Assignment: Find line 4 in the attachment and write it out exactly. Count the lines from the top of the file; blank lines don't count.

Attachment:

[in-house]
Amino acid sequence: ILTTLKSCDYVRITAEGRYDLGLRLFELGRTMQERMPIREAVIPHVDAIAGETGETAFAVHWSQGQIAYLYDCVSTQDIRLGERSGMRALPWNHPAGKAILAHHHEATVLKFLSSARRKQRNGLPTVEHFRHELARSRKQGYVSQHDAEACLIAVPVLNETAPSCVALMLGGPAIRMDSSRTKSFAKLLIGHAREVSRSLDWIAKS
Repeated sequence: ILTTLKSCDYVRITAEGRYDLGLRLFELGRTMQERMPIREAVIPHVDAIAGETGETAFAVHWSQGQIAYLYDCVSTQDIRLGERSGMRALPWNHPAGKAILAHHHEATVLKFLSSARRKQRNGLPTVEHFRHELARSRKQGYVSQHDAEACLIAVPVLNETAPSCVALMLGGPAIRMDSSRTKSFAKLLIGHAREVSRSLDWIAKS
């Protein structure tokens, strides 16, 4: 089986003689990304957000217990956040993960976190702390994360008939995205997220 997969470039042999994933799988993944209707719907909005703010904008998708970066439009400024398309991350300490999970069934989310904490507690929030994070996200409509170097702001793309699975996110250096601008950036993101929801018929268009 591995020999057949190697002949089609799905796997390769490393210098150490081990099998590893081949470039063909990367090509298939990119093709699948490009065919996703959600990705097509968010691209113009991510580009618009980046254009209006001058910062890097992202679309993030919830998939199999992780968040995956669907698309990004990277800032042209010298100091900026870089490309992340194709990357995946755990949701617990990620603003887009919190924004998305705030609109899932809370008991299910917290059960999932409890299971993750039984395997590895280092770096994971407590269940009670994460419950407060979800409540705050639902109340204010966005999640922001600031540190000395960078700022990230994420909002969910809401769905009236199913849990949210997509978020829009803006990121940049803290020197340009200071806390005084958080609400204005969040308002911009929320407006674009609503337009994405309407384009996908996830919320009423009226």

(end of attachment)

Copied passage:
């Protein structure tokens, strides 16, 4: 089986003689990304957000217990956040993960976190702390994360008939995205997220 997969470039042999994933799988993944209707719907909005703010904008998708970066439009400024398309991350300490999970069934989310904490507690929030994070996200409509170097702001793309699975996110250096601008950036993101929801018929268009 591995020999057949190697002949089609799905796997390769490393210098150490081990099998590893081949470039063909990367090509298939990119093709699948490009065919996703959600990705097509968010691209113009991510580009618009980046254009209006001058910062890097992202679309993030919830998939199999992780968040995956669907698309990004990277800032042209010298100091900026870089490309992340194709990357995946755990949701617990990620603003887009919190924004998305705030609109899932809370008991299910917290059960999932409890299971993750039984395997590895280092770096994971407590269940009670994460419950407060979800409540705050639902109340204010966005999640922001600031540190000395960078700022990230994420909002969910809401769905009236199913849990949210997509978020829009803006990121940049803290020197340009200071806390005084958080609400204005969040308002911009929320407006674009609503337009994405309407384009996908996830919320009423009226």